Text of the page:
A more recent example is a little bit different. The DC Circuit held in 2017, in an opinion by then-Judge Brett Kavanaugh (when he sat on the circuit court), that EPA lacked the authority to regulate hydrofluorocarbons under Section 612 of the Clean Air Act—declining to defer to EPA’s statutory interpretation under the Chevron doctrine. Congress then enacted new authority in the American Innovation and Manufacturing Act in late 2020, just about three years after the DC Circuit decision.
So, things can take a long time—Congress can be slow, and in some cases, new authority may never be enacted. This slow pace could result in the court sending “major questions” back to Congress as a blank slate, which can result in gridlock and inaction. That’s why I mentioned earlier the possibility of the presumption going the other way—as in the national security arena—in which the executive can act first, but then Congress can still exercise its role by ratifying or restraining that executive action. In that case, Congress has a policy to respond to, rather than dealing with a blank slate of no policy.
Executive Branch, Checks, and Balances
We need the executive branch to think carefully, and at times to ‘save the people from the very fatal consequences of their own mistakes.’Jonathan B. Wiener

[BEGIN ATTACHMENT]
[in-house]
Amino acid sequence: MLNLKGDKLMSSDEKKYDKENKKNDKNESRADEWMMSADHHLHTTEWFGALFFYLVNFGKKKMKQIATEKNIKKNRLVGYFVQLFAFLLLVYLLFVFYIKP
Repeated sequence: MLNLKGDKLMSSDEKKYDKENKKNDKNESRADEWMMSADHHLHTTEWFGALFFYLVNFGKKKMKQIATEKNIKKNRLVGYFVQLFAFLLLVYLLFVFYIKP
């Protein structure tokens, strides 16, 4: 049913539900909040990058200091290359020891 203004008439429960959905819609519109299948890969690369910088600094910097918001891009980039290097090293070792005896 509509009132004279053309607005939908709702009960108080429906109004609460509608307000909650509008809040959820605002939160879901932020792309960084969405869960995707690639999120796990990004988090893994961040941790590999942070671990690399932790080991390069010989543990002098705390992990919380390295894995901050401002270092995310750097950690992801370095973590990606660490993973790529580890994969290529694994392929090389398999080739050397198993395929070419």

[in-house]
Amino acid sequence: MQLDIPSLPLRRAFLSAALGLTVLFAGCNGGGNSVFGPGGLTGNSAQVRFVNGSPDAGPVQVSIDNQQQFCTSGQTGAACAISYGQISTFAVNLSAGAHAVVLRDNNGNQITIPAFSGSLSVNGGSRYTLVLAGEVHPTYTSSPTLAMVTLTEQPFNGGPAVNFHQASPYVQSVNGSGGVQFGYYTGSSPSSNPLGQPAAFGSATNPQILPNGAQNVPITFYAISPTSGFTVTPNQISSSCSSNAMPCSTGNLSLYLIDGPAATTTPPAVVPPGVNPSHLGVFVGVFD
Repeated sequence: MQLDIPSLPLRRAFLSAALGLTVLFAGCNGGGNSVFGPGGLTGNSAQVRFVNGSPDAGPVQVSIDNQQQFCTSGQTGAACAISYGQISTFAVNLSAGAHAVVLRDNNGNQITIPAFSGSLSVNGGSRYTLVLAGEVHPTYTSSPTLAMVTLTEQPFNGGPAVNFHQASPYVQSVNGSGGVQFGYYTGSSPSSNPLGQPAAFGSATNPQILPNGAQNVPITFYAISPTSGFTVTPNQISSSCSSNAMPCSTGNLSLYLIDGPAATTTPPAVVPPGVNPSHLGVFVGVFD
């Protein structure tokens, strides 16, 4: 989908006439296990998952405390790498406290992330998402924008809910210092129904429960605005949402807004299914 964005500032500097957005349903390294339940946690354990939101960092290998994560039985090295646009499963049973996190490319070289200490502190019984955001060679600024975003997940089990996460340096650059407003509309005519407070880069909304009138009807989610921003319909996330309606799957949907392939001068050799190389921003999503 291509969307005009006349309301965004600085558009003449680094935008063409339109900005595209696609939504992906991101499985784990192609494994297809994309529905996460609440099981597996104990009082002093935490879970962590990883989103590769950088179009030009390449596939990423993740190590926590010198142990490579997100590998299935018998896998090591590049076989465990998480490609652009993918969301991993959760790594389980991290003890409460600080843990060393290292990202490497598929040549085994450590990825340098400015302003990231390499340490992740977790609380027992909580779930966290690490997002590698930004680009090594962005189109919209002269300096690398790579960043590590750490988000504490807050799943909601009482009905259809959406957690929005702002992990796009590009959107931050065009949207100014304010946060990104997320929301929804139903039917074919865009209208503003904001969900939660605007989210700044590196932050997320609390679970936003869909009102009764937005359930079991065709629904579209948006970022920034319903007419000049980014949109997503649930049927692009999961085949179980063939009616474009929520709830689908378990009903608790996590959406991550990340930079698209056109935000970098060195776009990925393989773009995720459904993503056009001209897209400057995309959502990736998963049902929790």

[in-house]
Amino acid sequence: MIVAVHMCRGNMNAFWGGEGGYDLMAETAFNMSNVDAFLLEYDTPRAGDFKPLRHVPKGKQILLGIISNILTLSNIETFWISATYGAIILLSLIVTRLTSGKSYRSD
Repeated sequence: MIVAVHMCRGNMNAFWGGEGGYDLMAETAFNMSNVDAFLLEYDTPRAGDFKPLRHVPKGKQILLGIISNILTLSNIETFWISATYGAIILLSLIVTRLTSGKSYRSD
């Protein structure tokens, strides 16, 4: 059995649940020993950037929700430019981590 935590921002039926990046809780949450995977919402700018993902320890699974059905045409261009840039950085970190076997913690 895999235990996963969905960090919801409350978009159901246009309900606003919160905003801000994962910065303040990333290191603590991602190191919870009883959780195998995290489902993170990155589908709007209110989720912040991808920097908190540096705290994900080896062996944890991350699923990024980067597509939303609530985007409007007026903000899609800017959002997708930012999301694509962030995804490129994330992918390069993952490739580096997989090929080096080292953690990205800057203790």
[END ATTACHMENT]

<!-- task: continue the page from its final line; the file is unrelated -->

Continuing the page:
Jonathan Wiener: In addition to the courts and Congress, we also have the executive branch—for good reason. Yes, Congress should be democratically accountable for passing laws, and the executive branch should take care that those laws are faithfully executed, as the US Constitution says. But the executive branch also performs the executive function of thinking through problems and making difficult policy decisions. I’m reminded here of Alexander Hamilton’s advice in Federalist Paper 71, in which he says that a key reason we have an executive branch is that we don’t want the government to reflect only the immediate “inclinations” of the general public—some complicated problems need to be thought through with “cool and sedate reflection,” involving expertise and executive decisionmaking. So Hamilton says that, while the people “commonly intend the public good,” they don’t always know how best to do so—and we need the executive branch to think carefully, and at times to “save the people from the very fatal consequences of their own mistakes.” I think all this is quite applicable here: neglecting pandemic disease or climate change, or designing policies with adverse effects, can be fatal mistakes.